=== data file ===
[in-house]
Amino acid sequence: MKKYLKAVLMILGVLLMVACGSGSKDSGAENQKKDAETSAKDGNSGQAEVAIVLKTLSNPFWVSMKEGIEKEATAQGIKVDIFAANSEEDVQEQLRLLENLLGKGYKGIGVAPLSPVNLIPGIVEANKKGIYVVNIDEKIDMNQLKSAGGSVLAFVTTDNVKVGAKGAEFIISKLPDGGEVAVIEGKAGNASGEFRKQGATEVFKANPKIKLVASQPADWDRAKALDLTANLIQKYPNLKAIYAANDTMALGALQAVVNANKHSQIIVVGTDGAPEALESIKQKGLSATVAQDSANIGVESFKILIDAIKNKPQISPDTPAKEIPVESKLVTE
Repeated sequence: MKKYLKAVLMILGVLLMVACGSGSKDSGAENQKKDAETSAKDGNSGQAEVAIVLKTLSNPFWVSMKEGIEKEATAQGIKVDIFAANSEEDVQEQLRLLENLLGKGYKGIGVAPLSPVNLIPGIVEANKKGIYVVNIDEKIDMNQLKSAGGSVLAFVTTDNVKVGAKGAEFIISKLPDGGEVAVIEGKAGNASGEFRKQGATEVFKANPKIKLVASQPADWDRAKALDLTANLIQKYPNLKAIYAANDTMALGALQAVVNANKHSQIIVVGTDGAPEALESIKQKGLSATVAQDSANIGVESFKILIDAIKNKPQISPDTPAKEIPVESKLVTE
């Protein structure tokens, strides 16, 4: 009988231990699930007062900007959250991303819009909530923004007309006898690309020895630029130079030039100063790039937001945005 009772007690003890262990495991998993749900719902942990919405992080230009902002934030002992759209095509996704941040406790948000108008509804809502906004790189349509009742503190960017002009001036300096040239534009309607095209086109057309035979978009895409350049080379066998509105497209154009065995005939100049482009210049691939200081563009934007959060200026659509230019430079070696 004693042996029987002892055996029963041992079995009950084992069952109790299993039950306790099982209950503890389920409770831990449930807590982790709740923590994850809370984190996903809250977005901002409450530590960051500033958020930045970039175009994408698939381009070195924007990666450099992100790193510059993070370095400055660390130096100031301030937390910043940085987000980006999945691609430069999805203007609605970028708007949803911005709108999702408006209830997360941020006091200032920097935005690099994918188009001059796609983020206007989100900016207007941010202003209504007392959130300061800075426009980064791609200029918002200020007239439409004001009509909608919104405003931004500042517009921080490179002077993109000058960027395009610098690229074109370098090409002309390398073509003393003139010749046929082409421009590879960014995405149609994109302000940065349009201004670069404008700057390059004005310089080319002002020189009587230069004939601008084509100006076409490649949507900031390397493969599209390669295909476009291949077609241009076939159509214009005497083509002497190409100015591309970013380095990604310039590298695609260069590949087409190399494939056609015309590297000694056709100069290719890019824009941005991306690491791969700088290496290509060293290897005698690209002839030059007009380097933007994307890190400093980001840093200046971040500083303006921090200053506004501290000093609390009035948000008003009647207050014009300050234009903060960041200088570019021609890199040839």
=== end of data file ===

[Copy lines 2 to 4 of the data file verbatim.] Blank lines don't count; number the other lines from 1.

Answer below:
Amino acid sequence: MKKYLKAVLMILGVLLMVACGSGSKDSGAENQKKDAETSAKDGNSGQAEVAIVLKTLSNPFWVSMKEGIEKEATAQGIKVDIFAANSEEDVQEQLRLLENLLGKGYKGIGVAPLSPVNLIPGIVEANKKGIYVVNIDEKIDMNQLKSAGGSVLAFVTTDNVKVGAKGAEFIISKLPDGGEVAVIEGKAGNASGEFRKQGATEVFKANPKIKLVASQPADWDRAKALDLTANLIQKYPNLKAIYAANDTMALGALQAVVNANKHSQIIVVGTDGAPEALESIKQKGLSATVAQDSANIGVESFKILIDAIKNKPQISPDTPAKEIPVESKLVTE
Repeated sequence: MKKYLKAVLMILGVLLMVACGSGSKDSGAENQKKDAETSAKDGNSGQAEVAIVLKTLSNPFWVSMKEGIEKEATAQGIKVDIFAANSEEDVQEQLRLLENLLGKGYKGIGVAPLSPVNLIPGIVEANKKGIYVVNIDEKIDMNQLKSAGGSVLAFVTTDNVKVGAKGAEFIISKLPDGGEVAVIEGKAGNASGEFRKQGATEVFKANPKIKLVASQPADWDRAKALDLTANLIQKYPNLKAIYAANDTMALGALQAVVNANKHSQIIVVGTDGAPEALESIKQKGLSATVAQDSANIGVESFKILIDAIKNKPQISPDTPAKEIPVESKLVTE
């Protein structure tokens, strides 16, 4: 009988231990699930007062900007959250991303819009909530923004007309006898690309020895630029130079030039100063790039937001945005 009772007690003890262990495991998993749900719902942990919405992080230009902002934030002992759209095509996704941040406790948000108008509804809502906004790189349509009742503190960017002009001036300096040239534009309607095209086109057309035979978009895409350049080379066998509105497209154009065995005939100049482009210049691939200081563009934007959060200026659509230019430079070696 004693042996029987002892055996029963041992079995009950084992069952109790299993039950306790099982209950503890389920409770831990449930807590982790709740923590994850809370984190996903809250977005901002409450530590960051500033958020930045970039175009994408698939381009070195924007990666450099992100790193510059993070370095400055660390130096100031301030937390910043940085987000980006999945691609430069999805203007609605970028708007949803911005709108999702408006209830997360941020006091200032920097935005690099994918188009001059796609983020206007989100900016207007941010202003209504007392959130300061800075426009980064791609200029918002200020007239439409004001009509909608919104405003931004500042517009921080490179002077993109000058960027395009610098690229074109370098090409002309390398073509003393003139010749046929082409421009590879960014995405149609994109302000940065349009201004670069404008700057390059004005310089080319002002020189009587230069004939601008084509100006076409490649949507900031390397493969599209390669295909476009291949077609241009076939159509214009005497083509002497190409100015591309970013380095990604310039590298695609260069590949087409190399494939056609015309590297000694056709100069290719890019824009941005991306690491791969700088290496290509060293290897005698690209002839030059007009380097933007994307890190400093980001840093200046971040500083303006921090200053506004501290000093609390009035948000008003009647207050014009300050234009903060960041200088570019021609890199040839």